Maybe Usher Raymond thought that Grammy on his mantel was an Oscar. We hear that the R&B smoothie was dumped from the upcoming Motown musical Dreamgirls after studio execs found themselves “caught up” in the thespian-in-training’s outsize contract demands.
Sources close to the film, an adaptation of the Broadway show based on The Supremes, say negotiations between Usher’s camp and Dreamworks fell apart when the chart-topping singer pushed for A-list compensation, despite his relative lack of big-screen experience. (Usher’s last multiplex appearance, as a supporting player to James Van Der Beek in the 2001 western Texas Rangers, was unburdened by critical accolades.)
“Things just went really bad trying to negotiate terms with Usher’s management,” one production insider tells us. “They were trying to bring their crazy music industry demands to Hollywood, and that didn’t work for us.”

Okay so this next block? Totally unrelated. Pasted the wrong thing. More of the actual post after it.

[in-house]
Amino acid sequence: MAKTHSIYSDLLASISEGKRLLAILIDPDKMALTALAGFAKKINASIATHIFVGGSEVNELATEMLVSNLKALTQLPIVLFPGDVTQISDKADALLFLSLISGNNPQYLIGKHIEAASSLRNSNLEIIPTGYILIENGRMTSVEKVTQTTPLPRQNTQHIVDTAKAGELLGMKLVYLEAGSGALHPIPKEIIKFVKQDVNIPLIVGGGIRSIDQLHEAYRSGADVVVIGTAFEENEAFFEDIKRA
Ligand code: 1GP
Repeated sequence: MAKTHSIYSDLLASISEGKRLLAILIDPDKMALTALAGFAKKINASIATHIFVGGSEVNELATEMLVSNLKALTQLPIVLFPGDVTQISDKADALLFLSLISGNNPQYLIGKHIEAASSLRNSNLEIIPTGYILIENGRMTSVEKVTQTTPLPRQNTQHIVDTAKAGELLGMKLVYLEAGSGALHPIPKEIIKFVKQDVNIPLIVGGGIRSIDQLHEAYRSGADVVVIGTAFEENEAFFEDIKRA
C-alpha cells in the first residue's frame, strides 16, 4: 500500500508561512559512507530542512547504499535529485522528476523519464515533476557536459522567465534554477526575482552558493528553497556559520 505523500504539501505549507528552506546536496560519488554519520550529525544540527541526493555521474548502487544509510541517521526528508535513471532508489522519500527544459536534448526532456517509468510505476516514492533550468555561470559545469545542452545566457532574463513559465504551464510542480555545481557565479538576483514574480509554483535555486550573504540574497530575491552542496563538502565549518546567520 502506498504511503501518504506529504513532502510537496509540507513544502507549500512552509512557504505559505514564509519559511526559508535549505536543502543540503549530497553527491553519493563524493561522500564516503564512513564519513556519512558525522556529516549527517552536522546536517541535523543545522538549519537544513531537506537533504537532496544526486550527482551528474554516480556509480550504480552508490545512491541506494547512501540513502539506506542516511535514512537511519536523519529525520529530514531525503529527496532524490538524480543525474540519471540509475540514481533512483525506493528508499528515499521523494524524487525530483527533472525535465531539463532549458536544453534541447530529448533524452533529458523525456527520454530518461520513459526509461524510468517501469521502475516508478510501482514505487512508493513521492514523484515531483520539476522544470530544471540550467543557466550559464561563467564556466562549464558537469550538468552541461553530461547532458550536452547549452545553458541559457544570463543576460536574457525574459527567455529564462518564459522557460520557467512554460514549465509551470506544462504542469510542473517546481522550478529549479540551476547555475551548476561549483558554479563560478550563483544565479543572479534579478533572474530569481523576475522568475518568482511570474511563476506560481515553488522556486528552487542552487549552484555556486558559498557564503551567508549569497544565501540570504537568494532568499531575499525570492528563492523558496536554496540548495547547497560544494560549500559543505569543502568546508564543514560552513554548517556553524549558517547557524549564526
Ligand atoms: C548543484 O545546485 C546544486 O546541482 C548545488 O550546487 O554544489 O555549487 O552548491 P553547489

Since Beyoncé Knowles, Jamie Foxx, and Eddie Murphy are already attached to the project, we hear the film’s producers decided they could live without the do-ragged diva. Instead, our source says, they moved down the steadily growing list of Hollywood-ready hip-hop artists for a replacement, considering Four Brothers star Tyrese Gibson before ultimately choosing B2K singer Omarian Grandberry, who recently had roles in Fat Albert and You Got Served.
Usher may already be regretting his not-so-slick negotiating moves, however.Early buzz on the singer's other upcoming film Dying for Dolly is less thanstellar. "It's really, really bad," said a source who saw an advancescreening of the mobster love story, which co-stars Chazz Palminteri,Emmanuelle Chriqui, and Kevin Hart.
Asked about Usher’s Dreamgirls derailment, his publicist Simone Smalls insists her client was “never set to do the movie and has not signed on”—despite numerous reports to the contrary on IMDB and elsewhere. “As far as his ‘record label demands,’” Smalls added, “that’s not something Usher does. Making record label demands, I don’t know what that is.”
Publicists for Omarion and Dreamworks did not return calls for comment.